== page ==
I used to cut out magazine articles and advertisements from in flight magazines with a large pocket knife in full view of other passengers and the airliner’s crew. That was decades ago. Pocket knives are no longer considered a gentleman’s tool; they are weapons subject to detailed criminal laws.
Ask someone who regularly carries a handgun about their home state’s law on open or concealed carry, about the law of a neighboring state, or the law in states where they travel regularly. They likely know the law fairly well. Now, ask them about the folding knife hiding behind their exposed pocket clip. It is likely they either do not know their state’s law on knifes, or if they know something, it is incorrect or incomplete. LEOs believe (mostly incorrectly) that some Federal or state law exempts them from limitations applicable to ordinary citizens.
Knife laws vary state to state, and can be more complicated than one might suspect. Federal law on domestic or imported automatic-opening (commonly referred to as “switchblade”) knives? Less likely to be known correctly. How about fixed knives carried on the belt in a sheath? Carrying a knife on an Indian reservation? On Federal land other than the District of Columbia? Blades concealed in belt buckle or otherwise disguised? Carry based on a concealed weapon/firearm permit/license? In a reciprocity state? When in interstate travel?
So, how to find out what is legal and what isn’t? Internet resources include knife forums; knife legal rights activist organization; the American Knife & Tool Institute. State statutes and appellate cases referenced by these sites can usually be found online; so can discussion in lawyers’ blogs. The applicable laws are way too varied and complex for discussion here. Generally what you need to analyze is blade type and size, carry mode, opening and closing mechanism. Learn knife guy lingo. Definition is everything. Don’t forget that your AR-15 or other multi-tool may have a blade which may not be considered an ordinary pocket knife. Note that a law on firearms is not generally applicable to knives, and one on “weapons” may or may not include knives.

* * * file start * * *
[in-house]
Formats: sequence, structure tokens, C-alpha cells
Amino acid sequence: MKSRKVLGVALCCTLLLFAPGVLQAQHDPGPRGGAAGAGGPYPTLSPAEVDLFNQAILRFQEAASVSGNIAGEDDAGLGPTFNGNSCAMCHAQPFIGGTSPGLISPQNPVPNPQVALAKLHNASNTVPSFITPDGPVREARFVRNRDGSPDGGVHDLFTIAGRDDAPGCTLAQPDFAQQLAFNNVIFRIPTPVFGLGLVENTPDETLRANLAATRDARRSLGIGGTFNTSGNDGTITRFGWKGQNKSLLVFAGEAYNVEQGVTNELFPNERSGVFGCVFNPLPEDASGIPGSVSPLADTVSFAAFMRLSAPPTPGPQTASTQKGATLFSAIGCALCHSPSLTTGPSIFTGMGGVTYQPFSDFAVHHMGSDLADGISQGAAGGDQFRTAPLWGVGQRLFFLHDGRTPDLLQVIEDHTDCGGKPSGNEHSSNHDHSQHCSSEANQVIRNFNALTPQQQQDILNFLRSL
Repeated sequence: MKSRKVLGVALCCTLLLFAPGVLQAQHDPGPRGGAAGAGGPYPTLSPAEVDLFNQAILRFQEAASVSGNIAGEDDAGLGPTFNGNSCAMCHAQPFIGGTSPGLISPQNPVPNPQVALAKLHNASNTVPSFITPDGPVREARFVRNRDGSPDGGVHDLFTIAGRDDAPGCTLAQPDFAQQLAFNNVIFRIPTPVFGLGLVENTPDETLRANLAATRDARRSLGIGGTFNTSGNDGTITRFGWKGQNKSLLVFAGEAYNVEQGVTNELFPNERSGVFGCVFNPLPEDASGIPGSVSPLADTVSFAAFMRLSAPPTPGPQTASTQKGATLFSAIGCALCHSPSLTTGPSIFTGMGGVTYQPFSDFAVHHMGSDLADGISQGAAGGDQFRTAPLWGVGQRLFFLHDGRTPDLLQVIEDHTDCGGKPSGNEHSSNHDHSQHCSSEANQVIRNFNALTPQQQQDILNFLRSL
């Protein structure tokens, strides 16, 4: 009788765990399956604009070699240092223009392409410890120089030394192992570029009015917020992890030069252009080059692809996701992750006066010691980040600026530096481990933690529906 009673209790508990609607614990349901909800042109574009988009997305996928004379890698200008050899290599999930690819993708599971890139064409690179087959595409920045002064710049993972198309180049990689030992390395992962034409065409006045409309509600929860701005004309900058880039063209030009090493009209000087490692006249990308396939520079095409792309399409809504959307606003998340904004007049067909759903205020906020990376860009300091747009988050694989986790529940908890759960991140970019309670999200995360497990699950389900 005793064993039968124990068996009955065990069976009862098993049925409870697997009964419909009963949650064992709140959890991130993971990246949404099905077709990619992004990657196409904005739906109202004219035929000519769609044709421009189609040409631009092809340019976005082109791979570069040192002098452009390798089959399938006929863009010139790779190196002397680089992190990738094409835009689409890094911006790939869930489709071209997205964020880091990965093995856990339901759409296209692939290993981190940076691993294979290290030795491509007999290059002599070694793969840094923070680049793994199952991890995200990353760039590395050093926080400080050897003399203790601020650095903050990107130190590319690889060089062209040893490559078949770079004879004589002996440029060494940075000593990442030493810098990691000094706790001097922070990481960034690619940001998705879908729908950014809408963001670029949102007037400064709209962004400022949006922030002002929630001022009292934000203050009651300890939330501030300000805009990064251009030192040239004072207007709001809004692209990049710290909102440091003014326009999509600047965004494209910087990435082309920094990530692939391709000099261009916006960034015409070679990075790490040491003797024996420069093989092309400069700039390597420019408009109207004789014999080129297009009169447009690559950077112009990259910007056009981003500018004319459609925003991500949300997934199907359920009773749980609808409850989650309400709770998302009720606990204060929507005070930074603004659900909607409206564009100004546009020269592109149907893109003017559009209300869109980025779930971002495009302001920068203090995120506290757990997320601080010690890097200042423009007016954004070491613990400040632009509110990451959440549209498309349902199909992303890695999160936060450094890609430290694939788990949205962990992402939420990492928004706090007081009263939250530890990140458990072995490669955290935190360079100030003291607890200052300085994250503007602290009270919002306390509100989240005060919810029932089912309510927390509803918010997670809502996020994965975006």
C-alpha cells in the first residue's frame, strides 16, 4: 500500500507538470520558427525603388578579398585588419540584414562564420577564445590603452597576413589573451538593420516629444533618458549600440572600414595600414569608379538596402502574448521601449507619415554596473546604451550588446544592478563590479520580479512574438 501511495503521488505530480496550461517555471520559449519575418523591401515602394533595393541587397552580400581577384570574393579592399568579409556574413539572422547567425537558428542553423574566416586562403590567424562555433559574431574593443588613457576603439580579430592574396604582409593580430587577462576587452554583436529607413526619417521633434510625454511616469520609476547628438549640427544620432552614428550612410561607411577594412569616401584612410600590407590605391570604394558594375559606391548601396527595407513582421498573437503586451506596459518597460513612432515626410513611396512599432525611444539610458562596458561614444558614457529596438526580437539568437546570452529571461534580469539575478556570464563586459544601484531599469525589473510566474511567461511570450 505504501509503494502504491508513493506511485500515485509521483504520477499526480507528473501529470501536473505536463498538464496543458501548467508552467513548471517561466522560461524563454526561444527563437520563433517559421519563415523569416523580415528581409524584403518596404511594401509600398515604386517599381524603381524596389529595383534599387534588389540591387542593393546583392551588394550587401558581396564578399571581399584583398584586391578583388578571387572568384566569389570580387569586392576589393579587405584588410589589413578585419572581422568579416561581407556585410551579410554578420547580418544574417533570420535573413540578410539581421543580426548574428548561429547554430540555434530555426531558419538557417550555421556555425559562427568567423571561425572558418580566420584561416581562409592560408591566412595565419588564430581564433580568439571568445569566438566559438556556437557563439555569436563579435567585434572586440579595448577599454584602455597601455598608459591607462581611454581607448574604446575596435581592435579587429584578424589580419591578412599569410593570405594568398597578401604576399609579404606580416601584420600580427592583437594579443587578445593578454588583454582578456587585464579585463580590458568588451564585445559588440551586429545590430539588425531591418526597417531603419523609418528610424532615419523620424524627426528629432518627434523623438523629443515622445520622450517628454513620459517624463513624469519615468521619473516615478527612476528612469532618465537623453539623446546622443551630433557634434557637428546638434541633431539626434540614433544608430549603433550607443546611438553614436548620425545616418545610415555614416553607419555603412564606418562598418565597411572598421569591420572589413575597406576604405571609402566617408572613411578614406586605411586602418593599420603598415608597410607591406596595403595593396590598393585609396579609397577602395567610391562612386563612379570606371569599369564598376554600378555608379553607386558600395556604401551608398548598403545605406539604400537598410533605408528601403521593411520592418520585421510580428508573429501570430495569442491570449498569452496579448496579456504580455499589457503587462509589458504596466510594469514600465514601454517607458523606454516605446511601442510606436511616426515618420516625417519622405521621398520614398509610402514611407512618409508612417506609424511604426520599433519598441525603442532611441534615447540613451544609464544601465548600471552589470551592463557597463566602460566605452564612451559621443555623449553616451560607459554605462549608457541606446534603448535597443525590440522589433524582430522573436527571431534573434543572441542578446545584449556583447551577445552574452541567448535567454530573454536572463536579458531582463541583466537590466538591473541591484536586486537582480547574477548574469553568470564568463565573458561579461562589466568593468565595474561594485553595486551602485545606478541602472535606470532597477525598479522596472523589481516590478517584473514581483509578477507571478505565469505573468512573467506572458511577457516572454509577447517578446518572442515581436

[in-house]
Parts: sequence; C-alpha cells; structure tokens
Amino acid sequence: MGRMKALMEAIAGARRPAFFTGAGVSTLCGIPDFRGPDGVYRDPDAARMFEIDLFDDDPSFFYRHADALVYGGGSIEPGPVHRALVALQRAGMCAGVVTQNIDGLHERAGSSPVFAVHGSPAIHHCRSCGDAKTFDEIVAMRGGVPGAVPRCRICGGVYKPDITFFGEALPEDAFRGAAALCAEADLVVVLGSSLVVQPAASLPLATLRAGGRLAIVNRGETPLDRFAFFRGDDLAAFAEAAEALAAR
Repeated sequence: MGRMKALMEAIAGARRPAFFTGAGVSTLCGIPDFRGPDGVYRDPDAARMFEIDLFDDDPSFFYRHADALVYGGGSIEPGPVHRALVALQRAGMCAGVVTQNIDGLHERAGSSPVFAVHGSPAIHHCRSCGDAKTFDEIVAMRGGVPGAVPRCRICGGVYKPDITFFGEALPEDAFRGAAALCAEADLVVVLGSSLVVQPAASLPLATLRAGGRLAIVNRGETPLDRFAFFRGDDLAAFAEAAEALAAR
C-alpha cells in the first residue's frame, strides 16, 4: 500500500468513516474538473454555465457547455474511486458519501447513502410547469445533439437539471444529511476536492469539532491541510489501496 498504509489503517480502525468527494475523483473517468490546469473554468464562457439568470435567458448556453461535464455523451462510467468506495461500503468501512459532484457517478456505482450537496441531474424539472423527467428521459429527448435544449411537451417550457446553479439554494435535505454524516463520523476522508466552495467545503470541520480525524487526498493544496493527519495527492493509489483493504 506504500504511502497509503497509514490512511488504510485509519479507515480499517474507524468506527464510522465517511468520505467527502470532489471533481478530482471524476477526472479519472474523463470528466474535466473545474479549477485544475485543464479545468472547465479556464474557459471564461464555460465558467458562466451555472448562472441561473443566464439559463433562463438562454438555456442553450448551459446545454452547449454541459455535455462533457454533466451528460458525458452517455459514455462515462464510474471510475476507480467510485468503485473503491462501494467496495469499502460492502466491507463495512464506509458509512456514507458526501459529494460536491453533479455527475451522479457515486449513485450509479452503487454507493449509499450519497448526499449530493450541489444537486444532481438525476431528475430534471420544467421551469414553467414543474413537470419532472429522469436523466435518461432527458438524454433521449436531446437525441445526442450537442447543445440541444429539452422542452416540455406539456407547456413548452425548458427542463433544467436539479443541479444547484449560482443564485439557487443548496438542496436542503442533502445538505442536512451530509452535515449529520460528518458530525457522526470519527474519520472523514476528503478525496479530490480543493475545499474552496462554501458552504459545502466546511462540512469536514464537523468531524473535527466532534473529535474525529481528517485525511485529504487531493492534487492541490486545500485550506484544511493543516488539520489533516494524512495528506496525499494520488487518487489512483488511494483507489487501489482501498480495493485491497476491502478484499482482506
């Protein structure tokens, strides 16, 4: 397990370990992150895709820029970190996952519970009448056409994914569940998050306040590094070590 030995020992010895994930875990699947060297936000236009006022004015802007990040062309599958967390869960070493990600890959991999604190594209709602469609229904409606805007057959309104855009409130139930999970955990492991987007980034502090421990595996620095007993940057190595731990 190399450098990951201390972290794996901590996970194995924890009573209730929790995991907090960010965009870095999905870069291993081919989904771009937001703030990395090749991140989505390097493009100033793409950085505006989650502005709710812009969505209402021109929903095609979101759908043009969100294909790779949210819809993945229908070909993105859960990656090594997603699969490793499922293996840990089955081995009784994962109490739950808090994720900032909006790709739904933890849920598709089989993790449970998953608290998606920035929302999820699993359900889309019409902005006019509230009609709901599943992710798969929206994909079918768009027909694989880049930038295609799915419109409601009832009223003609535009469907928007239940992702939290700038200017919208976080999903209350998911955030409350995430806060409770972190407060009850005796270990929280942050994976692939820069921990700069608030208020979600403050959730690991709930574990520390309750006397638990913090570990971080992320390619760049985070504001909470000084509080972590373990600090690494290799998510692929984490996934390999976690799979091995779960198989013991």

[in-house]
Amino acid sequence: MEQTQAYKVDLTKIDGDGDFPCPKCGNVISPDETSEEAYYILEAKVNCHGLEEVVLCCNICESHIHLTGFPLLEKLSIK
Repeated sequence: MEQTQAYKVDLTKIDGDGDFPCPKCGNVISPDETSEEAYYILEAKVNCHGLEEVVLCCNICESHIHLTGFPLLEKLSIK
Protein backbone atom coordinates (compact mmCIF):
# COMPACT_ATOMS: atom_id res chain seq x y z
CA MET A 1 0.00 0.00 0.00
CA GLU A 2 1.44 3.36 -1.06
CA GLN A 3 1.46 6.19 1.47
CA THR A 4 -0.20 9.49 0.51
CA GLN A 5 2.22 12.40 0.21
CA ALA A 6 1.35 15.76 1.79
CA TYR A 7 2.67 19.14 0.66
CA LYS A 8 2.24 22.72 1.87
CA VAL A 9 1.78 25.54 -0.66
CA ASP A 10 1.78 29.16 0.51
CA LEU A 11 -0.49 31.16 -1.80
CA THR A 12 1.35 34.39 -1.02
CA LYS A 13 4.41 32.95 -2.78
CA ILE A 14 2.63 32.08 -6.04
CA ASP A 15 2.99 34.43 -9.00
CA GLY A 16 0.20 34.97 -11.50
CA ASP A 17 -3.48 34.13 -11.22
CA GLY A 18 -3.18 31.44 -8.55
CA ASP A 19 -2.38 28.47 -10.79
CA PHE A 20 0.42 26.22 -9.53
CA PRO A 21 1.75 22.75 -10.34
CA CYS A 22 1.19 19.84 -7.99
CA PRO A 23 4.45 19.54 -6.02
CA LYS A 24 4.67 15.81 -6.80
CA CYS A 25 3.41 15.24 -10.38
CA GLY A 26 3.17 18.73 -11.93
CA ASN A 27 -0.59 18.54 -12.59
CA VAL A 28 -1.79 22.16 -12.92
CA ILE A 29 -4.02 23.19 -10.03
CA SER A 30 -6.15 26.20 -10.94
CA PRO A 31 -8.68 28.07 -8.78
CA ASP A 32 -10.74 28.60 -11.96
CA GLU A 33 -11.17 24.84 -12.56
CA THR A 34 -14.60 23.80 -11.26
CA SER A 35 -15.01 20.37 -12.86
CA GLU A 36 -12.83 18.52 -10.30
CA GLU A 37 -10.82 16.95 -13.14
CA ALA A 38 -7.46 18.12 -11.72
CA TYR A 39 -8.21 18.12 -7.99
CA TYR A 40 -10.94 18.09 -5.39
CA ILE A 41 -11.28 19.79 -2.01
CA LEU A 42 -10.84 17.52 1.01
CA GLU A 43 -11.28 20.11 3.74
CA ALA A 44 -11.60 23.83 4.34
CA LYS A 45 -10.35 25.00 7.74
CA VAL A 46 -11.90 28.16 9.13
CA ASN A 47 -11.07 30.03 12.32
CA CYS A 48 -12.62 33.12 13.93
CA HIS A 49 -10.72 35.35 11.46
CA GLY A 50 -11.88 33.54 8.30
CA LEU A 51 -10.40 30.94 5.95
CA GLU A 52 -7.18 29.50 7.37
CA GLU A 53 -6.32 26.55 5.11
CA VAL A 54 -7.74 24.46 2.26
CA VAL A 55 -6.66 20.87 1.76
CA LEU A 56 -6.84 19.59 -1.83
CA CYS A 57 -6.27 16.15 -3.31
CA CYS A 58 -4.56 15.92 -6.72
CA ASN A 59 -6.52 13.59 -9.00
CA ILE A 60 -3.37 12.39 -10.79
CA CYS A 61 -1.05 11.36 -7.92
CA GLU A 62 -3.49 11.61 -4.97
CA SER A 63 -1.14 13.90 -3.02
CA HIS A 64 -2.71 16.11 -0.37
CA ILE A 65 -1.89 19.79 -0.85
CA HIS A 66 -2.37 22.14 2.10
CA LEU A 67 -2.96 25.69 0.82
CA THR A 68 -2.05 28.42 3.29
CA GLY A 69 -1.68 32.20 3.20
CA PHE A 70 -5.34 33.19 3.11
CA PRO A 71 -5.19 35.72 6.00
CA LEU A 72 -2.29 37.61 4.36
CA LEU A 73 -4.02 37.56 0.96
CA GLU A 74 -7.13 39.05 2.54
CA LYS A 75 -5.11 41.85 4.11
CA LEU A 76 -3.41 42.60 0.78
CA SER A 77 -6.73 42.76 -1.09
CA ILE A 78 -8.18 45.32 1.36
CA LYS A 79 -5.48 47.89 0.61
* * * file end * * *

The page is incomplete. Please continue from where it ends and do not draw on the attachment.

My advice: Determine applicable federal, state, county/city laws, and comply. LEOs who carry any sort of exotic duty knife in uniform or plain clothes should check their state laws on knives and weapons for a sworn LEO exception. If there is one, it may limit carrying to when in the performance of official duties. There are countless knives (that will do your daily chores) that are legal in many, maybe all states. Measure carefully, as prescribed by state law, and when in doubt, shorter is better. Understand your state’s particular terminology; a knife described as one type by the manufacturer may actually be considered another type under the law. Don’t flash a clip, it may subject you to a police pat-down and detention in some states. Don’t display world-class, lightning fast opening skill.
Don’t nonchalantly assume anything, lest you end up like I did once. Far from home (inside the Parliament of Great Britain) with a mildly unusual pocket knife (Spyderco Terzuola lockback, with partially serrated blade, discontinued, pictured below). Illegal for several reasons. Who would have thought, after flying across the Atlantic with the knife in my pocket, to a country where swords and really nasty Jack The Ripper knives were sold? Lucky for me the police guard supervisor knew all about the knife, including how to close it, and relished a chance to play with it:
Clink avoided . . . as a professional courtesy, and due to a lack of interest in my other knife, a larger Applegate Fairbairn.